Two questions in once, how much do you feed and how to make money feeding organic?

Discussion in 'Feeding & Watering Your Flock' started by jennyg, Mar 21, 2015.

  1. jennyg

    jennyg Chirping

    Apr 2, 2014
    Haleiwa, HI
    I started selling my eggs this week, the ones that I usually just give away.
    I feed organic layer pellets and have 6 hens (3 pullets who still eat starter feed)
    I use one 50 lbs bag a month which has costs me $35 and I get about 5 eggs a day sometimes less sometimes 6 ... So 150 eggs a month TOPS, so I pay $2.80 for a dozen eggs and I sell them for $5 a dozen, I also spent $6 on hay each month.

    How much do you feed you hens? We also feed scraps and free range a little daily, used to 5-6 hours but less now that much husband build a huge cage!

    Second question, how do y'all make money selling eggs? We just bought acrage in Florida, and will move there in about 5 years and plan on a mini farm, but I just can't see it profiting financially?
  2. 1muttsfan

    1muttsfan Free Ranging

    Mar 26, 2011
    Upper Peninsula Michigan
    Good for you that you are starting to charge for your eggs. Your efforts should be rewarded. It can be difficult to make money selling eggs with a small operation. You really need to develop a market for your organic eggs, to make them worth paying a premium for. Keep in mind that to label eggs Organic there are very specific requirements for feeding and housing. You may instead tell your buyers that you feed only organic feed, and that your birds are allowed to free range daily.

    While I don't make money with my birds, they do pay for their own feed, and I get to eat fresh, wholesome eggs, as well as enjoy keeping them without extra cost.
  3. chixmaidservice

    chixmaidservice Chirping

    Oct 13, 2013
    I currently have 29 glossy hens and am recouping my feed costs @ $2.00/ dozen. This means my "profit" is free eggs for myself that I know were humanely produced using a "top shelf" layer crumble w/ extra omega3 and all the produce discards I can mine out of our local grocery. I only sell to trusted friends and coworkers so am under the radar for business expenses/ regulations.I also free range on my two acre fenced back yard, so that helps cut feed costs, as does the grocery produce and household left-overs during winter months. My hens consume a 50 # bag in about a week, (but they are being assisted by wild birds and squirrels that can circumvent my fencing and netting) if they are confined to the coop, when they can go out to free range, I get an extra 1-2 days out of a bag. I am in northeastern Ohio and paying $14.00 / 50#. Hope these facts can help you.
  4. jennyg

    jennyg Chirping

    Apr 2, 2014
    Haleiwa, HI
    I'm selling to people from my husbands work, and i did tell them organic fed free range backyard hens, and unwashed eggs.
  5. jennyg

    jennyg Chirping

    Apr 2, 2014
    Haleiwa, HI
    $14 for organic feed? wow! that is less than half! yes, i also sell for to co workers etc. but HI is so much less strict about selling eggs etc.
  6. Chris09

    Chris09 Circle (M) Ranch

    Jun 1, 2009
    In the U.S. Organic fall under USDA (United States Department of Agriculture) not state. That means all states has to meet the same standard.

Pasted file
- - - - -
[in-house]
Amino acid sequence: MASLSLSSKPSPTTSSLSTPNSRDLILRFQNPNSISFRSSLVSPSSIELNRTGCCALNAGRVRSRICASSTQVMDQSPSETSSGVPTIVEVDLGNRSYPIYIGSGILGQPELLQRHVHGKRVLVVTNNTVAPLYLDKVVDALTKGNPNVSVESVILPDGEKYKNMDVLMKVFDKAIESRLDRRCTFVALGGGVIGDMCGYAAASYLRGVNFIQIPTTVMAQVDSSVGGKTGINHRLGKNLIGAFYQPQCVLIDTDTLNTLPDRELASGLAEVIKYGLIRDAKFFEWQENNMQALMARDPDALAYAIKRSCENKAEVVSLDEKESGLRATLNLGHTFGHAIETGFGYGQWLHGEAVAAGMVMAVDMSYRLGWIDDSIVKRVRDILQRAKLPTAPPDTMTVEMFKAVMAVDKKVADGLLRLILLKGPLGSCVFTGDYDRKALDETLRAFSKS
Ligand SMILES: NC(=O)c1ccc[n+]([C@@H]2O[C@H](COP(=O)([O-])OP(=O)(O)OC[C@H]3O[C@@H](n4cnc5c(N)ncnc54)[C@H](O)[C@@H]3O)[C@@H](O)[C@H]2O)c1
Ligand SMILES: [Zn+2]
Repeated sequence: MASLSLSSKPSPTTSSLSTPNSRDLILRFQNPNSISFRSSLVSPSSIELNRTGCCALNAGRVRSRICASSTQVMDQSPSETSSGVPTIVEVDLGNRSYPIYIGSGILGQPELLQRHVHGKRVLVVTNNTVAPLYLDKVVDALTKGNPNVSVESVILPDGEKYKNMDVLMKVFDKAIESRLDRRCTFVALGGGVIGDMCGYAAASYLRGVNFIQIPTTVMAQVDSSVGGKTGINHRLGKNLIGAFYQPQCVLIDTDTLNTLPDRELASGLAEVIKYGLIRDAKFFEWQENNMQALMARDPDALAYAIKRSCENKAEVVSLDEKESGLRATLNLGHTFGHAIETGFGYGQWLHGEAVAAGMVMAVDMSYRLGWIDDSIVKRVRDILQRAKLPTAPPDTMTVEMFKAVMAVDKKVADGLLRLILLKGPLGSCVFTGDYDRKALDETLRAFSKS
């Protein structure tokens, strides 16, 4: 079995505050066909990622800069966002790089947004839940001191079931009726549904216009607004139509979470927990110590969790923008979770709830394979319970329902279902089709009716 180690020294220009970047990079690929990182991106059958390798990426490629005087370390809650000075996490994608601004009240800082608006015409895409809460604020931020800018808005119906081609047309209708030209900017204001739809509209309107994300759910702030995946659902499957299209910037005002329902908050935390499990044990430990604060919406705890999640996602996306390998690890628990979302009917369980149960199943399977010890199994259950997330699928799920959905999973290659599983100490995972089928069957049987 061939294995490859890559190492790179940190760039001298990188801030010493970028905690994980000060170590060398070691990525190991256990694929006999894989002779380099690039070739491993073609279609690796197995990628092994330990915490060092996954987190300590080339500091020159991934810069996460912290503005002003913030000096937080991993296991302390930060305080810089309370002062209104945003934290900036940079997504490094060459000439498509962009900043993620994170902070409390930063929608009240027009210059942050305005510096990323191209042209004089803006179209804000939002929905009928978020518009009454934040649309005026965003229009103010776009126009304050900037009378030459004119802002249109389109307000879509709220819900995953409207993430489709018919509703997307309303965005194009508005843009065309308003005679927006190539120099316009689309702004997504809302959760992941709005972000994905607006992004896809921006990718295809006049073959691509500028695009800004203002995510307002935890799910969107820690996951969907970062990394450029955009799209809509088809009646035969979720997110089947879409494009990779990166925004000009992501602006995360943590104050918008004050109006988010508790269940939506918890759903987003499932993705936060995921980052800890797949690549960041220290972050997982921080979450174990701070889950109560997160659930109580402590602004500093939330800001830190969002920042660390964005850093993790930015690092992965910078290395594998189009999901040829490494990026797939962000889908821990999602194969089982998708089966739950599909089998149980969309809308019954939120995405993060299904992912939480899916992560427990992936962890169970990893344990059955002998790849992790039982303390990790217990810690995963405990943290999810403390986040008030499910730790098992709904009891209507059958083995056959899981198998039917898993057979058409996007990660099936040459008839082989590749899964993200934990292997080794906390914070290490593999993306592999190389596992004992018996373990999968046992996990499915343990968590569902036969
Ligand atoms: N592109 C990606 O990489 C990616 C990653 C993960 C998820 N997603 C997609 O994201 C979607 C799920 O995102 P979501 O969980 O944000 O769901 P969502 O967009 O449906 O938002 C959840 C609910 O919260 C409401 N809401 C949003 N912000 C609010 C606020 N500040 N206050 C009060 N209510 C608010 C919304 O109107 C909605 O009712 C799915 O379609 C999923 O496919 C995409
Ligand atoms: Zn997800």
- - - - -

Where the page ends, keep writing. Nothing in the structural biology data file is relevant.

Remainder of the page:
If your caught selling a product labeled "Organic" and your not certified you can receive a hefty fine.
  7. As an old farmer to a want-to-be young farmer I thought that this article for America's Newspaper of Record, the New York Times may help you.

    Here is a clip from the above NYT article.
    ".... Ninety-one percent of all farm households rely on multiple sources of income. Health care, paying for our kids’ college, preparing for retirement? Not happening. With the overwhelming majority of American farmers operating at a loss — the median farm income was negative $1,453 in 2012 — farmers can barely keep the chickens fed and the lights on...."

    Don't let this discourage you but you're looking at needing to develop alternative sources of revenue if you wish to be a "small" farmer. If I could have earned a living and raised a family by "small" farming I would not have left commercial farming 50 years ago. The ugly truth is that the USDA attempted to help out the small farmer and the USDA helped them right out of farming and off the land. One of my friends a 5th generation farmer is leaving truck farming because the federal rules have become too odious.

    For instance if he drops a bushel of onions, now he can't pick them back up and sell them because they came into contact with the soil, never mind that onions grow in dirt!
    Last edited: Mar 23, 2015
    1 person likes this.
  8. dheltzel

    dheltzel Crowing

    Nov 30, 2013
    Pottstown, PA
    Absolutely true! I believe every small farm operation (and all new ones) ask themselves every day if it's really worth going on, it's so discouraging. The main reason many continue to farm is because they don't want to go "flip burgers" at the local fast food joint for minimum wage, though it would be a significant pay raise if they did.

    People are farmers because they love the life and love what they raise. it is a proud heritage here in America and real shame that small farms are not better supported by their neighbors.

    My advice - start small to conserve your start up capital, find a niche that others aren't serving, treat every customer like they are your friend (they are, even if some are royal pains - you have regular friends like that too).

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